Many people assume a chess-playing computer must also be able to do everything a person of everyday intelligence can do. Here’s Tesla CEO Elon Musk, speaking at the company’s annual earnings call on 7 February 2018.
“I am pretty excited about how much progress we are making on the neural net front… It is also one of those things where it is kind of exponential. … It doesn’t seem much progress, doesn’t seem much progress and then suddenly: Wow!
“That has been my observation generally with AI stuff . And if you look at what Google’s DeepMind did with AlphaGo. It went from not being able to beat even a pretty good Go player to suddenly it could beat the European Champion. Then it could beat the world champion. Then it could thrash the world champion. Then it could thrash everyone simultaneously.
“Then they had AlphaZero which could thrash AlphaGo! And just learning by itself was better than all the human experts.
“It is going to kind of be like that for self-driving. It will seem like this is a lame driver, this is a lame driver, this is a pretty good driver … [then] holy cow this driver is good!”
It seems to follow logically, but it might not.
We value abstract cognition because it is rare in humans. But we don’t value what is profoundly and abundantly available to us – skill in moving through the real world. That’s why the stock analyst gets paid more than the taxi driver.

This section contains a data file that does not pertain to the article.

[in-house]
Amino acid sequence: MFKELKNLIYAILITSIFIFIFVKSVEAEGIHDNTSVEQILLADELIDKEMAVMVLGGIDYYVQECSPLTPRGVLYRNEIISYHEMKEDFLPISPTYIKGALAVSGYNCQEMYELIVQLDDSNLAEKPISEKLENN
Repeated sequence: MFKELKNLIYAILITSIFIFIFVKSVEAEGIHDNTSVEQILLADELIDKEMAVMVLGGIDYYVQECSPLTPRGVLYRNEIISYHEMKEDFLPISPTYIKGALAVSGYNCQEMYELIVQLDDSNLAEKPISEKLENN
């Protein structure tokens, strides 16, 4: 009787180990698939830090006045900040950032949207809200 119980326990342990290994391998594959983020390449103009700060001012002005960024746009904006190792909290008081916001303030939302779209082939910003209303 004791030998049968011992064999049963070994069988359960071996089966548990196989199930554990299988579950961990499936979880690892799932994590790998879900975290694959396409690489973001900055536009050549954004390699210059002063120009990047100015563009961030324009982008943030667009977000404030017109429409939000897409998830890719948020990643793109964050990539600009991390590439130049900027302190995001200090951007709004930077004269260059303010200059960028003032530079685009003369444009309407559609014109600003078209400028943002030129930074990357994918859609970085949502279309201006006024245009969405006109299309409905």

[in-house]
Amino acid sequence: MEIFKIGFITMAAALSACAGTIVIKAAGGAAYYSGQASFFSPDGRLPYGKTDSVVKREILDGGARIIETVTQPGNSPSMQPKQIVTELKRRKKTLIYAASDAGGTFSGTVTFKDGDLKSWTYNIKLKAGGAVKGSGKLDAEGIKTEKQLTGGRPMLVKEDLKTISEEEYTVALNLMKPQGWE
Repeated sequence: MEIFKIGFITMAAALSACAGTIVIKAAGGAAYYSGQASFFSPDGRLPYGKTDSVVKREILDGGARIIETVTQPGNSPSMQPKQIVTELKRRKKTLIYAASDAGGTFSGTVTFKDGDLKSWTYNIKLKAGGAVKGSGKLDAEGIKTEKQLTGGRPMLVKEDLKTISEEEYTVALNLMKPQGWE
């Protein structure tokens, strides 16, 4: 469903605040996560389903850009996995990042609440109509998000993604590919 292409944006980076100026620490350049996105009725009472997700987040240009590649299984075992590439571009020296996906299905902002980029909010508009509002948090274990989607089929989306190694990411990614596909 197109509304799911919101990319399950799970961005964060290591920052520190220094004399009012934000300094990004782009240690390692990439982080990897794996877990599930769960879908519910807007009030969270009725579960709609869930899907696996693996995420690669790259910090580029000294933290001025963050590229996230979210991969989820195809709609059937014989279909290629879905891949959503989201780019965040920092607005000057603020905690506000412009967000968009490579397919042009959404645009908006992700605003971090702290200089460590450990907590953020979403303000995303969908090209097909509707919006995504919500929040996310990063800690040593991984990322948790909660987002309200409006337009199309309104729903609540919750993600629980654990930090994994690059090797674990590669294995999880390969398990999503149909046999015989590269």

Yet traders are already being replaced with algorithms. Taxi drivers – not yet. That could be a warning signal, and our model of intelligence could be impeding us from seeing it.
“Those who think fully self-driving vehicles will be ubiquitous on city streets months from now or even in a few years are not well connected to the state of the art or committed to the safe deployment of the technology. For those of us who have been working on the technology for a long time, we’re going to tell you the issue is still really hard, as the systems are as complex as ever.”
“I wonder how many of the people making predictions about the future of truck drivers have ever ridden with one to see what they do?
One of the big failings of high-level analyses of future trends is that in general they either ignore or seriously underestimate the complexity of the job at a detailed level. Lots of jobs look simple or rote from a think tank or government office, but turn out to be quite complex when you dive into the details.
For example, truck drivers don’t just drive trucks. They also secure loads, including determining what to load first and last and how to tie it all down securely. They act as agents for the trunking company. They verify that what they are picking up is what is on the manifest. They are the early warning system for vehicle maintenance. They deal with the government and others at weighing stations. When sleeping in the cab, they act as security for the load. If the vehicle breaks down, they set up road flares and contact authorities. If the vehicle doesn’t handle correctly, the driver has to stop and analyze what’s wrong – blown tire, shifting load, whatever.
I’ve been working in automation for 20 years. When you see how hard it is to simply digitize a paper process inside a single plant (often a multi-year project), you start to roll your eyes at ivory tower claims of entire industries being totally transformed by automation in a few years.